Was the one-eyed Steinthal monster fact or fiction?
The following is an article written by Amy Meyer, Executive Director of the Manitowoc County Historical Society and published by HTR News on October 25, 2014.
We often think of Manitowoc County as an ordinary place, but in the fall of 1960, the Village of Steinthal was anything but normal.
Local reporter Syd Herman wrote about the mysterious events surrounding the so-called Steinthal monster from a collection of newspaper clippings.
Herman, a Manitowoc native, was born in 1910 and graduated from Manitowoc Lincoln High School before attending the Marquette University School of Journalism. After spending some years at the Milwaukee Sentinel and Milwaukee Journal, he found his way back to Manitowoc and began working for the Manitowoc Herald Times.
His column, “Sparks From The Campfire,” had been read for more than 50 years and much of the following story came from Herman’s description.
As the story goes, it was a cold fall night in 1960 when the Steinthal monster appeared. The Village of Steinthal, located west of the Village of St. Nazianz, is full of winding roads, springs and deep ravines — the perfect setting for a small town monster.
As Herman’s article said, “Strange sightings have been made at an old farm, down a long lane across the swamps at the north end of the village.”
On that cold fall night, people down the lane left in a hurry, supposedly frightened away by a “nine-foot-high hairy monster with one gleaming eye in the center of its head.”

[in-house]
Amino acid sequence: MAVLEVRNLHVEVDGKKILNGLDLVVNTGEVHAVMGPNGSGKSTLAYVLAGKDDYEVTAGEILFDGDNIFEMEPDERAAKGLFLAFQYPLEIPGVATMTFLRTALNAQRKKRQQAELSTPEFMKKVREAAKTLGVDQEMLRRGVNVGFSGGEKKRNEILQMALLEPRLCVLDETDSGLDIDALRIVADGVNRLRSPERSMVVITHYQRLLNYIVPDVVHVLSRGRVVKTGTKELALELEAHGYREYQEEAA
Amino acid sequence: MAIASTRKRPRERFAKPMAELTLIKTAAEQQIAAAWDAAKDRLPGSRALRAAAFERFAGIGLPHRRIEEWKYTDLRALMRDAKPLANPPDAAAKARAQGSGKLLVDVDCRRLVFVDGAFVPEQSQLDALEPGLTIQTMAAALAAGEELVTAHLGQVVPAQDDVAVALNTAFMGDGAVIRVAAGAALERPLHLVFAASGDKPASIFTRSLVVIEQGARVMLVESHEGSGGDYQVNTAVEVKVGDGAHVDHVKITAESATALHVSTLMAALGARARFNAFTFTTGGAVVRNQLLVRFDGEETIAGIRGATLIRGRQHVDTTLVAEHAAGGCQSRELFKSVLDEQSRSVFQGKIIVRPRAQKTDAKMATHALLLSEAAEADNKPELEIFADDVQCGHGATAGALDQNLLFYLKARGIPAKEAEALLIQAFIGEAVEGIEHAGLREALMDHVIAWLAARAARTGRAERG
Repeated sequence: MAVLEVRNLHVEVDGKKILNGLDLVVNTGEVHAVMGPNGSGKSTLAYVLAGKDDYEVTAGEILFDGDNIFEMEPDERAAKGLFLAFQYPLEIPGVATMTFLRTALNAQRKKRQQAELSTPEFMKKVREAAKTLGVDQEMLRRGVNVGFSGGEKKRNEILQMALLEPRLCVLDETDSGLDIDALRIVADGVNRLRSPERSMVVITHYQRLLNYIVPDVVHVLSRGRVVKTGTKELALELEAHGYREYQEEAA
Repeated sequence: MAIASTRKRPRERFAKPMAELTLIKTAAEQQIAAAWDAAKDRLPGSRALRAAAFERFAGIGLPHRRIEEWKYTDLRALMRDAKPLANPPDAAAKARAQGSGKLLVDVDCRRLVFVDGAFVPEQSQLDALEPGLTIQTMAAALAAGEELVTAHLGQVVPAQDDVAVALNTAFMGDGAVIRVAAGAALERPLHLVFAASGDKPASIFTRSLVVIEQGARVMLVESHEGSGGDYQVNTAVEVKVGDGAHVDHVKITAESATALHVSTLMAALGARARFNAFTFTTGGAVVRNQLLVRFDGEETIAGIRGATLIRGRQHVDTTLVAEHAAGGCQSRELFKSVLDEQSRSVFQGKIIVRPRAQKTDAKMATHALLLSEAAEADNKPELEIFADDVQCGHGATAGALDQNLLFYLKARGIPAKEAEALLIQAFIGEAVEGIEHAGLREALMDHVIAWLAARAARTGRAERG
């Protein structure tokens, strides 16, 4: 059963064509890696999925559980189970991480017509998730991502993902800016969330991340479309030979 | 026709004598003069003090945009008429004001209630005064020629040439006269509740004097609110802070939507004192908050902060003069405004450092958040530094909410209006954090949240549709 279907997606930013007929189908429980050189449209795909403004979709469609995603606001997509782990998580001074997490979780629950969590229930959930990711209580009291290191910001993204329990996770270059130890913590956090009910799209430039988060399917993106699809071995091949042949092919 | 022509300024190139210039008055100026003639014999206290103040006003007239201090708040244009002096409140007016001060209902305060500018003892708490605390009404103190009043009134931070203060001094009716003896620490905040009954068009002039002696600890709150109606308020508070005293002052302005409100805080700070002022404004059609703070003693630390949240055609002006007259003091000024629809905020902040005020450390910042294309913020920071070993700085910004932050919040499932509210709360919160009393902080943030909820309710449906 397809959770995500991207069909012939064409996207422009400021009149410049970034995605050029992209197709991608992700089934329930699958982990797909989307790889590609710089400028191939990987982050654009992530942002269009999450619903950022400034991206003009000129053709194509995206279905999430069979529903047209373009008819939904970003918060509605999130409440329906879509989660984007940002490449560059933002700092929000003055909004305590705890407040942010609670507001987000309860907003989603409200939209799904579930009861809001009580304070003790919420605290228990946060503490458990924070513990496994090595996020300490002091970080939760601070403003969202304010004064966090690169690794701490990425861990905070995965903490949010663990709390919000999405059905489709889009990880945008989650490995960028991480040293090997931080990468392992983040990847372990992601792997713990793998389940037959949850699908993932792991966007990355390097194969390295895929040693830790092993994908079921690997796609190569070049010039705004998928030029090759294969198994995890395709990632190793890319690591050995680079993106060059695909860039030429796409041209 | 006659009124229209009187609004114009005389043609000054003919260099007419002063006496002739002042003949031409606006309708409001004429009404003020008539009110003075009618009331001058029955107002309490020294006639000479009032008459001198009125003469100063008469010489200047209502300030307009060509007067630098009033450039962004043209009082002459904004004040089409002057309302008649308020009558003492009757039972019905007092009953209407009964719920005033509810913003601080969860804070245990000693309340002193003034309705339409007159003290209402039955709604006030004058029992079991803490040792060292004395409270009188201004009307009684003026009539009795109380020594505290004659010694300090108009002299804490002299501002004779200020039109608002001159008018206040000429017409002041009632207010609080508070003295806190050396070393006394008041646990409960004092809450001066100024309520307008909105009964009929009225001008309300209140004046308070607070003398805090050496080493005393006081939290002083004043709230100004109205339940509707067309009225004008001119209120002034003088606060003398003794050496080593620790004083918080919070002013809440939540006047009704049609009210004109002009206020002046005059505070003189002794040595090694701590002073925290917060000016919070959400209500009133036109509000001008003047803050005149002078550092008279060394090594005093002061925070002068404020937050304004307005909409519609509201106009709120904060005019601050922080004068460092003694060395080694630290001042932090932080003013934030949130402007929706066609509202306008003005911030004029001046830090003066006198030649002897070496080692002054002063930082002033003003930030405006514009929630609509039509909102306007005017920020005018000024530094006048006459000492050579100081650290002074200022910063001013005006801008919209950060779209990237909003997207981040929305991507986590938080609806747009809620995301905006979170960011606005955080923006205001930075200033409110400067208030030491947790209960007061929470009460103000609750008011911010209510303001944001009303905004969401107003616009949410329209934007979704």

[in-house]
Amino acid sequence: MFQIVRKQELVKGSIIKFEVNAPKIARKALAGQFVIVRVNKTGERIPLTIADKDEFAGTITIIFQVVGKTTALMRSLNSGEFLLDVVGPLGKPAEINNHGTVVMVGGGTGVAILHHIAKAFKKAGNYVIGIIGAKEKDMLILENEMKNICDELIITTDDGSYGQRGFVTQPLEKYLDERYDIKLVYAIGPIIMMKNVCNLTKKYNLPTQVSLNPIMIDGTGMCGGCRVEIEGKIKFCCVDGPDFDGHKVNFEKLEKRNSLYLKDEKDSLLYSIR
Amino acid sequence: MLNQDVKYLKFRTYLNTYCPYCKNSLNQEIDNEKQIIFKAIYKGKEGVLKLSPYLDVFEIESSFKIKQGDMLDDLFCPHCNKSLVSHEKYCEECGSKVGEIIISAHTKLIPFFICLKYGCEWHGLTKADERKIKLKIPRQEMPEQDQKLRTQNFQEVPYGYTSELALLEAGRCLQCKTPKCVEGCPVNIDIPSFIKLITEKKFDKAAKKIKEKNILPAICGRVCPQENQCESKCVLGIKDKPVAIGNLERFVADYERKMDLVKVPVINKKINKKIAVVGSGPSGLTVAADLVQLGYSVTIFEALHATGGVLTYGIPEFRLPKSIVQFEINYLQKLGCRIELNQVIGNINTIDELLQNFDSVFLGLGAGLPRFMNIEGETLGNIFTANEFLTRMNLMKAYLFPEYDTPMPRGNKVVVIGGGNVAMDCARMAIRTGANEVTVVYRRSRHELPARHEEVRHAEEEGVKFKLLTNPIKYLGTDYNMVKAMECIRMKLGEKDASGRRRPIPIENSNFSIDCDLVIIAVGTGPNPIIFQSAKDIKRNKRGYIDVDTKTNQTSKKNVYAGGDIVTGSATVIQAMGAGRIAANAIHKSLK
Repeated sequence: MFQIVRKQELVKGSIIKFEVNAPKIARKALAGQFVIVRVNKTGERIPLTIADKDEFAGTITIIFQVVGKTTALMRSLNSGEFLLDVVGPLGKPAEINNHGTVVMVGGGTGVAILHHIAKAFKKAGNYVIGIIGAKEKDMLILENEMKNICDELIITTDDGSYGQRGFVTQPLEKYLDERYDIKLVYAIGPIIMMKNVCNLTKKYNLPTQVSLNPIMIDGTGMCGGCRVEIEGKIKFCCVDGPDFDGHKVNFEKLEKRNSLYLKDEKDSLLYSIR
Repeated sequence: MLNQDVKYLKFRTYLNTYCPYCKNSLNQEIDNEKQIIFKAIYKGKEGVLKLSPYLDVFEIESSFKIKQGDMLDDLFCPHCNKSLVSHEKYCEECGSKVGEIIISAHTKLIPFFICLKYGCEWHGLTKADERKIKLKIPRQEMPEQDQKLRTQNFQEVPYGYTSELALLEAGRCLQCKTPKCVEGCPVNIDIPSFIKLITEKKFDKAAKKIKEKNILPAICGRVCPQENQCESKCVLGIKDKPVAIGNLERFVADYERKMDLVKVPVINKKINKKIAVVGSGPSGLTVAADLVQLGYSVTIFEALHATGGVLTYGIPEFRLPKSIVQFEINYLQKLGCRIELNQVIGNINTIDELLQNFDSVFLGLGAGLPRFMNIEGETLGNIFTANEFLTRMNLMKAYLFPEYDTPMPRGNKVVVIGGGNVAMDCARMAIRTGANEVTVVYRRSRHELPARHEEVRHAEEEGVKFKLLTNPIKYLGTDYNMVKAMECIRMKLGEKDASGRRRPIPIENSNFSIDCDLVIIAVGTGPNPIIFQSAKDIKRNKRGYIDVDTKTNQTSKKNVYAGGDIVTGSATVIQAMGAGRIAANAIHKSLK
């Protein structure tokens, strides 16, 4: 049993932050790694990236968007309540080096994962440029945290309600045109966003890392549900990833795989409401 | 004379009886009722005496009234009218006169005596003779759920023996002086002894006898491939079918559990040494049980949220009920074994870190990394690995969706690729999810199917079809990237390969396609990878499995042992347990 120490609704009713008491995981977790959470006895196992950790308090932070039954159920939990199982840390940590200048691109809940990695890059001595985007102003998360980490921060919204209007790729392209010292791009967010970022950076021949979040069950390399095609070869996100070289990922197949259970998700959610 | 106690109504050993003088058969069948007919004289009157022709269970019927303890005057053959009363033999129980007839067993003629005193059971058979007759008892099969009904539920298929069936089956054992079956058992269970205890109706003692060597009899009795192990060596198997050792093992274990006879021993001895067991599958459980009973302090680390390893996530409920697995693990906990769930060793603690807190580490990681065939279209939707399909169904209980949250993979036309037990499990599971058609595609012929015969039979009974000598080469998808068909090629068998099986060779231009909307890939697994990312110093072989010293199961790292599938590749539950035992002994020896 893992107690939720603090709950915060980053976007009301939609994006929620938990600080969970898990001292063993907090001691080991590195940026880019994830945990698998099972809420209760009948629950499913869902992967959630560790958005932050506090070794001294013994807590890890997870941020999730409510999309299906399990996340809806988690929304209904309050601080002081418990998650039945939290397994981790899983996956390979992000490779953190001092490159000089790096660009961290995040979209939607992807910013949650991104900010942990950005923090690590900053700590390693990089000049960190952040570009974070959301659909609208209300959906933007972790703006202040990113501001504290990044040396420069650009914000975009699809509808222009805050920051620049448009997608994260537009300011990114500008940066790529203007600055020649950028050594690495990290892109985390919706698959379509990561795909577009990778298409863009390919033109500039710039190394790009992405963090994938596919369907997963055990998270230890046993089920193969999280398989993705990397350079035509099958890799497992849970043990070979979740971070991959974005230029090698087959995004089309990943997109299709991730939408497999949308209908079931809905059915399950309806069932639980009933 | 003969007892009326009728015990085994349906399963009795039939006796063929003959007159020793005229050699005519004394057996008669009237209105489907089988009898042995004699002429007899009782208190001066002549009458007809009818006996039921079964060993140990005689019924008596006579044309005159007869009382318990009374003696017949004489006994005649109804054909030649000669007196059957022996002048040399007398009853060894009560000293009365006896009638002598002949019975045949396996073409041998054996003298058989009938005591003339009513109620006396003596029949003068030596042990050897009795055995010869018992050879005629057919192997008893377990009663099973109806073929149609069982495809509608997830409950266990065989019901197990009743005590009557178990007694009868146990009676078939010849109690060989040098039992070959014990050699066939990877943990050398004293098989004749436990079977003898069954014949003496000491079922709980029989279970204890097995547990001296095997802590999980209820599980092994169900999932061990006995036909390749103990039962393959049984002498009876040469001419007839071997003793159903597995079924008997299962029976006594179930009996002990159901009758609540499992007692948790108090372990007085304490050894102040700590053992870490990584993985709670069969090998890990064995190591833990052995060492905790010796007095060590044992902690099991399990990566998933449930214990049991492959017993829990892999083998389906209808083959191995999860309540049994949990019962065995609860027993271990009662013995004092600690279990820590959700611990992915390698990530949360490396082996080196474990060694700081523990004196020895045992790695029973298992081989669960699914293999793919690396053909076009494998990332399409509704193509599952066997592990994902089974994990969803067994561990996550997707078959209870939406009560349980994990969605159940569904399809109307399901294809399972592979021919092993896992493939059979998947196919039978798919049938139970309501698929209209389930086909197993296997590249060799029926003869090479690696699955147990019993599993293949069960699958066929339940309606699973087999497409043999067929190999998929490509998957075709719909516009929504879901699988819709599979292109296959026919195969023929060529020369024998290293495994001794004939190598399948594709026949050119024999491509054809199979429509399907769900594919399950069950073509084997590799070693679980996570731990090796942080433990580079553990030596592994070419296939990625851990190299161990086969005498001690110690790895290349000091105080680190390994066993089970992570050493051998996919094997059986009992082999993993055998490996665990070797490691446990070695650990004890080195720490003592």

Those brave enough to venture toward the dilapidated farmhouse reported seeing ghosts coming down the stairs at night.
The mystery of the Steinthal monster soon spread beyond the small community. One night, Herman and a television cameraman went out to the farmhouse. When they looked up the home’s stairs, which was lit by the moonlight, they saw a ghost standing at the top of the staircase.
When they aimed their bright camera lights on the figure, they discovered it to be simply a dress form with a white sheet around it. Both men suspected it was just a group of kids planning a prank and decided to move on.
Herman wrote, “After it had ‘appeared’ again one night following a heavy rainstorm, we (the cameraman and Syd) went back the next morning to look for tracks. There were apple trees in the orchard — and nothing but deer tracks.”
Stories developed, and with each telling, the tales became more and more outlandish.
Was the monster a deer in disguise? Or was the sight simply a deer, standing on its hind legs reaching for an apple from the tree?
Realistically, the so-called monster could have been a bear, which at the time had been reported near the swamp. These are the questions Herman asked, but no one had an answer for the odd sightings.
The Steinthal monster story spread far beyond our county’s border. Television stations and the Associated Press in Milwaukee even ran the story.
But then, as with all legends, the story and the monster disappeared.